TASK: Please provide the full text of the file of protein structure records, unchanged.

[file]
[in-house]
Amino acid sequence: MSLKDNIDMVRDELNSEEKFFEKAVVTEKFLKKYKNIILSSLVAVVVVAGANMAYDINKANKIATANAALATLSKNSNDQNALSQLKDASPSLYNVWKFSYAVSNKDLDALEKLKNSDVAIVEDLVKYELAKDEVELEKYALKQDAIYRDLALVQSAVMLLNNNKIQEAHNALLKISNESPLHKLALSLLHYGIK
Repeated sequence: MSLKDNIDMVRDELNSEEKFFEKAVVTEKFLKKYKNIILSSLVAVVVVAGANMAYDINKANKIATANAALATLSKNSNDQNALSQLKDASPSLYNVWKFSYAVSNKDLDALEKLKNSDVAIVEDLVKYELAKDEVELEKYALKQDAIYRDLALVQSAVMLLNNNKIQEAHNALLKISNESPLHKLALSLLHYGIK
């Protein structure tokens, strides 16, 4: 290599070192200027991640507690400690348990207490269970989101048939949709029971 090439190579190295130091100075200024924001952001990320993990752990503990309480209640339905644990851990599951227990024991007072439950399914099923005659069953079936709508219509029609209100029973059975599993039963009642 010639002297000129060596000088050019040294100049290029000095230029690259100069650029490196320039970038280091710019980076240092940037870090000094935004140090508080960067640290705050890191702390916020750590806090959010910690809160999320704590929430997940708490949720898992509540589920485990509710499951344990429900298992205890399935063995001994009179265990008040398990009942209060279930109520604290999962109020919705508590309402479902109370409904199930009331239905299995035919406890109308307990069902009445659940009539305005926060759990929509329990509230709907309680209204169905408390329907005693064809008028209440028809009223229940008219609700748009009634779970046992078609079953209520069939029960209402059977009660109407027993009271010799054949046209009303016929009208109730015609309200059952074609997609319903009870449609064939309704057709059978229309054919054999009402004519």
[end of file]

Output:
[in-house]
Amino acid sequence: MSLKDNIDMVRDELNSEEKFFEKAVVTEKFLKKYKNIILSSLVAVVVVAGANMAYDINKANKIATANAALATLSKNSNDQNALSQLKDASPSLYNVWKFSYAVSNKDLDALEKLKNSDVAIVEDLVKYELAKDEVELEKYALKQDAIYRDLALVQSAVMLLNNNKIQEAHNALLKISNESPLHKLALSLLHYGIK
Repeated sequence: MSLKDNIDMVRDELNSEEKFFEKAVVTEKFLKKYKNIILSSLVAVVVVAGANMAYDINKANKIATANAALATLSKNSNDQNALSQLKDASPSLYNVWKFSYAVSNKDLDALEKLKNSDVAIVEDLVKYELAKDEVELEKYALKQDAIYRDLALVQSAVMLLNNNKIQEAHNALLKISNESPLHKLALSLLHYGIK
């Protein structure tokens, strides 16, 4: 290599070192200027991640507690400690348990207490269970989101048939949709029971 090439190579190295130091100075200024924001952001990320993990752990503990309480209640339905644990851990599951227990024991007072439950399914099923005659069953079936709508219509029609209100029973059975599993039963009642 010639002297000129060596000088050019040294100049290029000095230029690259100069650029490196320039970038280091710019980076240092940037870090000094935004140090508080960067640290705050890191702390916020750590806090959010910690809160999320704590929430997940708490949720898992509540589920485990509710499951344990429900298992205890399935063995001994009179265990008040398990009942209060279930109520604290999962109020919705508590309402479902109370409904199930009331239905299995035919406890109308307990069902009445659940009539305005926060759990929509329990509230709907309680209204169905408390329907005693064809008028209440028809009223229940008219609700748009009634779970046992078609079953209520069939029960209402059977009660109407027993009271010799054949046209009303016929009208109730015609309200059952074609997609319903009870449609064939309704057709059978229309054919054999009402004519």